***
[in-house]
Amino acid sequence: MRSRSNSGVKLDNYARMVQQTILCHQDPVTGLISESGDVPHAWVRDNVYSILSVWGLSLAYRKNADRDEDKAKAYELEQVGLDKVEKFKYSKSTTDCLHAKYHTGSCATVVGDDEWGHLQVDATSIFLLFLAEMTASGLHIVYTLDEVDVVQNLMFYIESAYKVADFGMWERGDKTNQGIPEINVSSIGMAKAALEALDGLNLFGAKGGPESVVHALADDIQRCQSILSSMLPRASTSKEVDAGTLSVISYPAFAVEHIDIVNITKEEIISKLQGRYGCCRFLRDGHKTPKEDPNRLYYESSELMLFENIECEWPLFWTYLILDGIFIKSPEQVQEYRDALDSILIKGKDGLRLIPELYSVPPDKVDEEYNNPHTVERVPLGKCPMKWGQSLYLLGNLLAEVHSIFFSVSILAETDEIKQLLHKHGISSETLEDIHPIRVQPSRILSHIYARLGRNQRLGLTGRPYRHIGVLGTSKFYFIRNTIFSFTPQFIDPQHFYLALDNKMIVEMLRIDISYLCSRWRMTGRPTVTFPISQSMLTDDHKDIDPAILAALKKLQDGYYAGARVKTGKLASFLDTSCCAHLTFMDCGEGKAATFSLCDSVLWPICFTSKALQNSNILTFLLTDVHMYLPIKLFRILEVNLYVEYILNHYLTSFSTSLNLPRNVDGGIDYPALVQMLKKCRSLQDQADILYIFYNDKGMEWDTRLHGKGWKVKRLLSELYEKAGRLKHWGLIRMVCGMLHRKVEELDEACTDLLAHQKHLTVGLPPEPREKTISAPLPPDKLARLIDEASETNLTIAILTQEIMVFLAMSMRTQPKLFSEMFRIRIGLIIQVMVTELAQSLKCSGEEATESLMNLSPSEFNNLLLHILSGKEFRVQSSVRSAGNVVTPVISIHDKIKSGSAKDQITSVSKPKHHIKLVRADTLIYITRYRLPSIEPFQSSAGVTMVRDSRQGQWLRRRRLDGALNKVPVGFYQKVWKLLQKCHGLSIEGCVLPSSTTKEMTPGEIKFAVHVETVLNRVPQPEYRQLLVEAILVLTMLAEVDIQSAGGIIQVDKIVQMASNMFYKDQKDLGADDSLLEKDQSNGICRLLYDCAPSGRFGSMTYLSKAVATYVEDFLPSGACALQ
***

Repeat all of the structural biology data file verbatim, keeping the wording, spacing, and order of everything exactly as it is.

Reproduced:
[in-house]
Amino acid sequence: MRSRSNSGVKLDNYARMVQQTILCHQDPVTGLISESGDVPHAWVRDNVYSILSVWGLSLAYRKNADRDEDKAKAYELEQVGLDKVEKFKYSKSTTDCLHAKYHTGSCATVVGDDEWGHLQVDATSIFLLFLAEMTASGLHIVYTLDEVDVVQNLMFYIESAYKVADFGMWERGDKTNQGIPEINVSSIGMAKAALEALDGLNLFGAKGGPESVVHALADDIQRCQSILSSMLPRASTSKEVDAGTLSVISYPAFAVEHIDIVNITKEEIISKLQGRYGCCRFLRDGHKTPKEDPNRLYYESSELMLFENIECEWPLFWTYLILDGIFIKSPEQVQEYRDALDSILIKGKDGLRLIPELYSVPPDKVDEEYNNPHTVERVPLGKCPMKWGQSLYLLGNLLAEVHSIFFSVSILAETDEIKQLLHKHGISSETLEDIHPIRVQPSRILSHIYARLGRNQRLGLTGRPYRHIGVLGTSKFYFIRNTIFSFTPQFIDPQHFYLALDNKMIVEMLRIDISYLCSRWRMTGRPTVTFPISQSMLTDDHKDIDPAILAALKKLQDGYYAGARVKTGKLASFLDTSCCAHLTFMDCGEGKAATFSLCDSVLWPICFTSKALQNSNILTFLLTDVHMYLPIKLFRILEVNLYVEYILNHYLTSFSTSLNLPRNVDGGIDYPALVQMLKKCRSLQDQADILYIFYNDKGMEWDTRLHGKGWKVKRLLSELYEKAGRLKHWGLIRMVCGMLHRKVEELDEACTDLLAHQKHLTVGLPPEPREKTISAPLPPDKLARLIDEASETNLTIAILTQEIMVFLAMSMRTQPKLFSEMFRIRIGLIIQVMVTELAQSLKCSGEEATESLMNLSPSEFNNLLLHILSGKEFRVQSSVRSAGNVVTPVISIHDKIKSGSAKDQITSVSKPKHHIKLVRADTLIYITRYRLPSIEPFQSSAGVTMVRDSRQGQWLRRRRLDGALNKVPVGFYQKVWKLLQKCHGLSIEGCVLPSSTTKEMTPGEIKFAVHVETVLNRVPQPEYRQLLVEAILVLTMLAEVDIQSAGGIIQVDKIVQMASNMFYKDQKDLGADDSLLEKDQSNGICRLLYDCAPSGRFGSMTYLSKAVATYVEDFLPSGACALQ